An Evolutionary ‘devil’ in the Detail (Part2)

Part 2

Pathogens
Pathogens

Alvin Plantinga (1974) quite rightfully, points out that Leibniz’ view (his lapse)—that an omnipotent God could have created/actualized just any world God pleased is false; this is taken to mean, according to this reasoning, that God could not have created a world in which there was neither natural or moral evil. This world, as is ‘painfully obvious’, contains states of affairs that are considered to be rather bad states of affairs—states of affairs that, it can be concluded are brought about by both ‘natural’ and ‘moral’ evil. However, this world is, nevertheless, the best possible world, in that it is in this kind of environment in which the freedom of the action of carbon-based-life and (even) none-carbon-based-life expresses itself—and in which the actions of both men and angels have both good and bad outcomes. Moreover, it is this world that God has created so that both freedom and justice may obtain i.e. the freedom of the ‘will to do’—of Angels and of Men. And, moreover, the freedom of an omnipotent and benevolent God—so that God may bring about a just state of affairs in accordance with God’s  perfect governance i.e. God’s plans and purposes to ‘tabernacle’ with the Jewel of his creation—the imago Dei.

Continue reading An Evolutionary ‘devil’ in the Detail (Part2)

An Evolutionary ‘devil’ in the Detail


mosquitoPart1

In a chapter entitled ‘Evolutionary explanation’ Professor Ian Hutchinson (2011) refers to the dangers of a hospital environment. Hutchinson comments that one reason hospitals are such dangerous places is that, “…the environmental pressures on the bacteria there (in hospitals) are such that they rapidly evolve resistance to the various anti-bacterial agents that hospitals use.”  Within the biospheric ‘framework’ there are a quite remarkable amount of life-forms, some of which might be considered unnecessary intruders, or the kinds of creation that God would ‘surely not have conjured-up’ because they seem to prove a contradiction in terms when one maintains a particular understanding of what a  ‘good’ creation would look like. Bacterial life-forms are, as Hutchinson infers, endemic—not only in hospitals but in the whole of the biosphere. They are essential to the whole of the history of the biosphere. Biochemistry Professor and Intelligent Design proponent Michael Behe (2007) refers to statistics offered by workers at the University of Georgia who estimated that about a billion billion trillion (thereabouts) bacterial cells are formed on the earth each and every year. Behe adds that:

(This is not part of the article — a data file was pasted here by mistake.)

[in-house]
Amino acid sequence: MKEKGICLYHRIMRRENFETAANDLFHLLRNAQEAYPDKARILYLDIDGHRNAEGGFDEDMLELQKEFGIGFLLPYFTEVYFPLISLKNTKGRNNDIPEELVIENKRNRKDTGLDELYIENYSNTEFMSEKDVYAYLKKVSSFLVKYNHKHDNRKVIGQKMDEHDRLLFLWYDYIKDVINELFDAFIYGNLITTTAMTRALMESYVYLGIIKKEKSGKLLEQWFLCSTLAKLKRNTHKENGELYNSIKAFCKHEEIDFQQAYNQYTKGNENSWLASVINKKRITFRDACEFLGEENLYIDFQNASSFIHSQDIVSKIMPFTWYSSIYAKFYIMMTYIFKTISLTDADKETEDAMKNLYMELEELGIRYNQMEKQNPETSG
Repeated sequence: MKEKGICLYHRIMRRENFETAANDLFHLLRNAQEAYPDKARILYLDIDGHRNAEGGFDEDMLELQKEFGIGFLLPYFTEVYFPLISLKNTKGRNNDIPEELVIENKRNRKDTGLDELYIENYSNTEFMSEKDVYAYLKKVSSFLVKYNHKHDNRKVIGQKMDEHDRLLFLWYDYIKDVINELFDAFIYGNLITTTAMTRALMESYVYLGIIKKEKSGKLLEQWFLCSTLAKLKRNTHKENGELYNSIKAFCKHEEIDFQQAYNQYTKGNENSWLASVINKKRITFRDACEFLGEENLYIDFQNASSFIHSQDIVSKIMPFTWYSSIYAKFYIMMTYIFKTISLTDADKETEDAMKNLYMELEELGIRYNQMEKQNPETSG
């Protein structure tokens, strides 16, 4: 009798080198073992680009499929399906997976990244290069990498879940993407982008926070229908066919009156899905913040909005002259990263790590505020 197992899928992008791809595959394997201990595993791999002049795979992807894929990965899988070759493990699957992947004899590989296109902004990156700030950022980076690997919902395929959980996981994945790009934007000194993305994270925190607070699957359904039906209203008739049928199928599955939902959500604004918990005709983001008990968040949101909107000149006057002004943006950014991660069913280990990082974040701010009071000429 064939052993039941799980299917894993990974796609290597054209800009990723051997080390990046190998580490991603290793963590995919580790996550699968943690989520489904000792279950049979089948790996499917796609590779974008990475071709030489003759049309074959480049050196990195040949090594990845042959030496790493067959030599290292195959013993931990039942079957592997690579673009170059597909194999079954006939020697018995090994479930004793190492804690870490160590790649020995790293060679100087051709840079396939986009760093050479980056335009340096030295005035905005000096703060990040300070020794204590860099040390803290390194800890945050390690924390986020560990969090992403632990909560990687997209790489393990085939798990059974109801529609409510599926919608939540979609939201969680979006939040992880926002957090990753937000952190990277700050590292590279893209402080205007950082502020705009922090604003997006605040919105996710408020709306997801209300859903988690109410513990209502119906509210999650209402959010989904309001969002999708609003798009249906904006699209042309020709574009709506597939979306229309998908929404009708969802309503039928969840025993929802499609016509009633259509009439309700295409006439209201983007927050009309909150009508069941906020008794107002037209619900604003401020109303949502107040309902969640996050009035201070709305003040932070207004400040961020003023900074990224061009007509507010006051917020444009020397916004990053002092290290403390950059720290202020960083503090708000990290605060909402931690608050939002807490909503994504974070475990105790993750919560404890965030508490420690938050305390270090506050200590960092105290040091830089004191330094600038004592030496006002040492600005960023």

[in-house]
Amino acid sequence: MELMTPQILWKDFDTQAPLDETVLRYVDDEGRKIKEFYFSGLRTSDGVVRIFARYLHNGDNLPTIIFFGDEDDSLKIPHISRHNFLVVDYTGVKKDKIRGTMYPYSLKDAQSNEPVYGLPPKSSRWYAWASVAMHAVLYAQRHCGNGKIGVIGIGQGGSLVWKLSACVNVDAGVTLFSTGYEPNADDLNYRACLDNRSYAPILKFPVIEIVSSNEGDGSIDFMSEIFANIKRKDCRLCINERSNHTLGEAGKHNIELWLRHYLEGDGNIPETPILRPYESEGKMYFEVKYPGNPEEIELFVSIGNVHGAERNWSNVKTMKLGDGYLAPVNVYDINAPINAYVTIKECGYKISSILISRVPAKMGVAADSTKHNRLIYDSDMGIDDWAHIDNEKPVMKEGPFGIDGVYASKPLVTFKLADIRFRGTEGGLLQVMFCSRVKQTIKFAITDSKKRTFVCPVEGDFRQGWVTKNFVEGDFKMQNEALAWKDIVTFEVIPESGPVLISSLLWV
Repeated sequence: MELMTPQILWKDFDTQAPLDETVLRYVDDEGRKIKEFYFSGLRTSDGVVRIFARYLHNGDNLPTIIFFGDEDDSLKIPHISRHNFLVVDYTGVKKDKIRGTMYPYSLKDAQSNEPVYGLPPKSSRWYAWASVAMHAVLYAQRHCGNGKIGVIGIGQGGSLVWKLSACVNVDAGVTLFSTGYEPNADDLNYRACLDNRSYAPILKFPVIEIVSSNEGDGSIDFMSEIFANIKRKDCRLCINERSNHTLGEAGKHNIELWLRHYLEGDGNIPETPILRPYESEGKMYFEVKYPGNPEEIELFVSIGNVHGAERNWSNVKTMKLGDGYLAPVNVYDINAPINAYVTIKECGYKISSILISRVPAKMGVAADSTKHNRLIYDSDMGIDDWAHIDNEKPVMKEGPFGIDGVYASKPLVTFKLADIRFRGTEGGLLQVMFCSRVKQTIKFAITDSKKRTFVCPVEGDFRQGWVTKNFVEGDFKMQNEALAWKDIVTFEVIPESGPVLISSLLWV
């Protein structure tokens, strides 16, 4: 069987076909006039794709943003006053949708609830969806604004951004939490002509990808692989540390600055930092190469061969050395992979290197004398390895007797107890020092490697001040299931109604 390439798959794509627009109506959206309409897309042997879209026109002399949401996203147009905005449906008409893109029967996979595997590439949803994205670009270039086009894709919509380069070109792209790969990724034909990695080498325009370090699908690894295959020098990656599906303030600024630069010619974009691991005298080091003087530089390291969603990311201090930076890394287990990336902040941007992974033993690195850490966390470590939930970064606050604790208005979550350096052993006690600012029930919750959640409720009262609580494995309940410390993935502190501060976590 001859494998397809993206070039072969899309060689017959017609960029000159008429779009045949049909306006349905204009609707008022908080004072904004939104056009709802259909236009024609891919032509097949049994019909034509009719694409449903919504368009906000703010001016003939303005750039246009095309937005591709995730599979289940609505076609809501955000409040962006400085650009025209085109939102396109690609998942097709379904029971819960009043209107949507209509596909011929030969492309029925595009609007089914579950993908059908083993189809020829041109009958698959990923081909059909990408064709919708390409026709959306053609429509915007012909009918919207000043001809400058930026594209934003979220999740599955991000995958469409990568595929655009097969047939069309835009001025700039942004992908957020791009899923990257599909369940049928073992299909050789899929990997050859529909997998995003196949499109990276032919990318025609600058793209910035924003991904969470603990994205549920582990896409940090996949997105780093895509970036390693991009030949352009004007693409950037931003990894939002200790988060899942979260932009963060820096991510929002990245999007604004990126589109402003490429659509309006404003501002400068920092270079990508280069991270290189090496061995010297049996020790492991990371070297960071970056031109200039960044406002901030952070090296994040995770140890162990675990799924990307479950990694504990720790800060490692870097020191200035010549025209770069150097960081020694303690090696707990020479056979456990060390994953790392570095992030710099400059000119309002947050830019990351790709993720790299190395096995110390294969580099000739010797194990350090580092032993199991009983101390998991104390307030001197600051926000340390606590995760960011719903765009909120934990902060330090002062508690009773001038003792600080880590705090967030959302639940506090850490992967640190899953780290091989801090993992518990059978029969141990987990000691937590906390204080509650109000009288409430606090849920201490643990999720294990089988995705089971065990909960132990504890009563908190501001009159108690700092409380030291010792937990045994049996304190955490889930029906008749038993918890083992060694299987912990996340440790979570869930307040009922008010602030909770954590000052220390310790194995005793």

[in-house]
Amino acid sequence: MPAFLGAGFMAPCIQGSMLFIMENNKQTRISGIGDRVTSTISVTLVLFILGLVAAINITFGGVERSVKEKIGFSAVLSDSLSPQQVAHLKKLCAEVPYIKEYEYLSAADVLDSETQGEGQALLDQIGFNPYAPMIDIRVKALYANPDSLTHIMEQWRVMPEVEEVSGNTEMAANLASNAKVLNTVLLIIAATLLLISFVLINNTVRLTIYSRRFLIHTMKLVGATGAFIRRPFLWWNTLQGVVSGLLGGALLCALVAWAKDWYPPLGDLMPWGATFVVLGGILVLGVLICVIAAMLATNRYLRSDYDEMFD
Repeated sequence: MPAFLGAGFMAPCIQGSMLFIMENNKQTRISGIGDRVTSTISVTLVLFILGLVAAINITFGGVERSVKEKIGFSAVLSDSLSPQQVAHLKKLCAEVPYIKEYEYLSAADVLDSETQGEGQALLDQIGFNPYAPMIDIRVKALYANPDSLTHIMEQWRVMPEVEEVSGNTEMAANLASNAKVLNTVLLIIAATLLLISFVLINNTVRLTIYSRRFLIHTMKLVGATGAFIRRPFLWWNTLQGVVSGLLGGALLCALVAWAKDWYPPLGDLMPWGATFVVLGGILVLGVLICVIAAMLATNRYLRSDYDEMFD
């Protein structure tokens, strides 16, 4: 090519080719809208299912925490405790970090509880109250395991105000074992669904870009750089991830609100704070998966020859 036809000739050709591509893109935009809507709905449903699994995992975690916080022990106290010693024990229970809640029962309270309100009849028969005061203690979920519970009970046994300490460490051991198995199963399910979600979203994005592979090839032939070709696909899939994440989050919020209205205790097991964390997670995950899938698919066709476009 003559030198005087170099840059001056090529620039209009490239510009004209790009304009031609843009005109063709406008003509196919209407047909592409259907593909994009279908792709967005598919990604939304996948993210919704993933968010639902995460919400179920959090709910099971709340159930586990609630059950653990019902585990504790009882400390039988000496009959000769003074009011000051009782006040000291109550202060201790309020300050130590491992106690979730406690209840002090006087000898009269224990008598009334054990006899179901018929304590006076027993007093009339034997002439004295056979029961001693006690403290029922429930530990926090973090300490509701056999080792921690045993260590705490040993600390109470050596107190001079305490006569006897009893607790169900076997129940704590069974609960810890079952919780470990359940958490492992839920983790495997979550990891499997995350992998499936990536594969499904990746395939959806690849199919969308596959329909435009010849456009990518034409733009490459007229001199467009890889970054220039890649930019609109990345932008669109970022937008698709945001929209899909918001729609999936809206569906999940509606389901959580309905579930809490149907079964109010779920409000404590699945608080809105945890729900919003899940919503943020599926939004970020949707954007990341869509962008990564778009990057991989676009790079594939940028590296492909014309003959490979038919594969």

If that number has been the same over the entire several-billion-year history of the world, then throughout the course of history there would have been slightly fewer than 1040 cells, a bit less than we’d expect to need to get a double CCC (i.e. a mutation cluster: ‘chloroquine-complexity clusters’):  The conclusion, then, is that the odds are slightly against even one double CCC showing up by Darwinian process in the entire course of the life on earth…So if we do find features of life that would have required a double CCC or more, then we can infer that they likely did not arise by a (purely material) Darwinian process.

‘Processes aside: Biochemist, Dennis Alexander refers to the necessary effects of biological evolution on its products—advocating that biology is a package deal and that the values only come with the disvalues. However, Alexander goes on to say that the positive side of this is that we are living in an incredibly dynamic world in which there is what he refers to as ‘a huge amount of daily coming and going—the dead of all kinds are constantly making room for the living; all of life is Interdependent’ . Alexander holds that the ‘Good God’ of all creation is also the great naturalist who enjoys all the richness and diversity of the natural world that he has brought into being—including its ‘impressive carnivores’ .Physicist John Polkinghorne underlines the fact that this current universe is a creation endowed with the physical properties that have empowered it to ‘make itself’ over the course of its evolutionary history:

A world of this kind by its necessary nature must be a world of transience in which death is the cost of new life. In theological terms, this world is a creation that is sustained by its Creator, and which has been endowed with a divinely purposed fruitfulness,…